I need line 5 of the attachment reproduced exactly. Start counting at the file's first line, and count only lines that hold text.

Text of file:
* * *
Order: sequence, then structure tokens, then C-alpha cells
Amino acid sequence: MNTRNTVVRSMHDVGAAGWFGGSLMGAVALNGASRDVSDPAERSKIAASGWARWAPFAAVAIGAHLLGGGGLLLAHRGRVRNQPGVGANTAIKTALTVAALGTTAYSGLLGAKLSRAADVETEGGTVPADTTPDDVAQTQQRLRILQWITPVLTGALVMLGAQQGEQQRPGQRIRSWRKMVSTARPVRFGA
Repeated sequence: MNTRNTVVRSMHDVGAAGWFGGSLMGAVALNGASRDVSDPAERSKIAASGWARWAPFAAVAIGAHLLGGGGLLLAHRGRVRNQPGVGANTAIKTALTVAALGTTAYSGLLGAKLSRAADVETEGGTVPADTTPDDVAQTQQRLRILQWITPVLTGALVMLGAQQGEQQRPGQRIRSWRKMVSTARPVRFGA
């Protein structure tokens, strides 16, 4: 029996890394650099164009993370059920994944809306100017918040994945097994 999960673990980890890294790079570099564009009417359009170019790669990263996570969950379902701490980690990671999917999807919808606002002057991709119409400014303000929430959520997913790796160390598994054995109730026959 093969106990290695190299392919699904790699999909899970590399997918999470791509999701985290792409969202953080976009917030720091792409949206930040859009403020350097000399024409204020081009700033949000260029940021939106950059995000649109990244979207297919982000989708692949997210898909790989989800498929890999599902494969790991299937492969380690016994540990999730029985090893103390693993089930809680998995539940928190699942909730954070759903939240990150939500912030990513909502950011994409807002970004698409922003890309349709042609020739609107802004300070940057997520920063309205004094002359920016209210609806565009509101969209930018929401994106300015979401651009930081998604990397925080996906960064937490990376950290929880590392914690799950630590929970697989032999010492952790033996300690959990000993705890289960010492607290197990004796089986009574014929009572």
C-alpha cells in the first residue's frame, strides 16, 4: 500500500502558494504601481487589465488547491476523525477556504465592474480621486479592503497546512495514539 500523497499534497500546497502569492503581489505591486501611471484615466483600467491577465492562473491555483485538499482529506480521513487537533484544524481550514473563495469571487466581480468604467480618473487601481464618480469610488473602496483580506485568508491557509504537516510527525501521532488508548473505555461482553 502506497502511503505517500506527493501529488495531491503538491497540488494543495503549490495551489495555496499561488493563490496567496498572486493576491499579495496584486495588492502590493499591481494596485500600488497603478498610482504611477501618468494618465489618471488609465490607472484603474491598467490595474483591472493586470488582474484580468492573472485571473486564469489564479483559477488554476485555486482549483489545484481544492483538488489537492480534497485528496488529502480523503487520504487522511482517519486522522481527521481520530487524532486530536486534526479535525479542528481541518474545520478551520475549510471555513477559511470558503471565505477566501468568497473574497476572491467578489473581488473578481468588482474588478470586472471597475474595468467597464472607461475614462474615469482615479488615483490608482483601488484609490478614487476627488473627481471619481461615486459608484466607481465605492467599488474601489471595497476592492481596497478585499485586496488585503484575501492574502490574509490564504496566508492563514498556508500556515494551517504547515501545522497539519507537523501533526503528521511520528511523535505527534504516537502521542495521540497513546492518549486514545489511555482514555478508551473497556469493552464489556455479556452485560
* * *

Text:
C-alpha cells in the first residue's frame, strides 16, 4: 500500500502558494504601481487589465488547491476523525477556504465592474480621486479592503497546512495514539 500523497499534497500546497502569492503581489505591486501611471484615466483600467491577465492562473491555483485538499482529506480521513487537533484544524481550514473563495469571487466581480468604467480618473487601481464618480469610488473602496483580506485568508491557509504537516510527525501521532488508548473505555461482553 502506497502511503505517500506527493501529488495531491503538491497540488494543495503549490495551489495555496499561488493563490496567496498572486493576491499579495496584486495588492502590493499591481494596485500600488497603478498610482504611477501618468494618465489618471488609465490607472484603474491598467490595474483591472493586470488582474484580468492573472485571473486564469489564479483559477488554476485555486482549483489545484481544492483538488489537492480534497485528496488529502480523503487520504487522511482517519486522522481527521481520530487524532486530536486534526479535525479542528481541518474545520478551520475549510471555513477559511470558503471565505477566501468568497473574497476572491467578489473581488473578481468588482474588478470586472471597475474595468467597464472607461475614462474615469482615479488615483490608482483601488484609490478614487476627488473627481471619481461615486459608484466607481465605492467599488474601489471595497476592492481596497478585499485586496488585503484575501492574502490574509490564504496566508492563514498556508500556515494551517504547515501545522497539519507537523501533526503528521511520528511523535505527534504516537502521542495521540497513546492518549486514545489511555482514555478508551473497556469493552464489556455479556452485560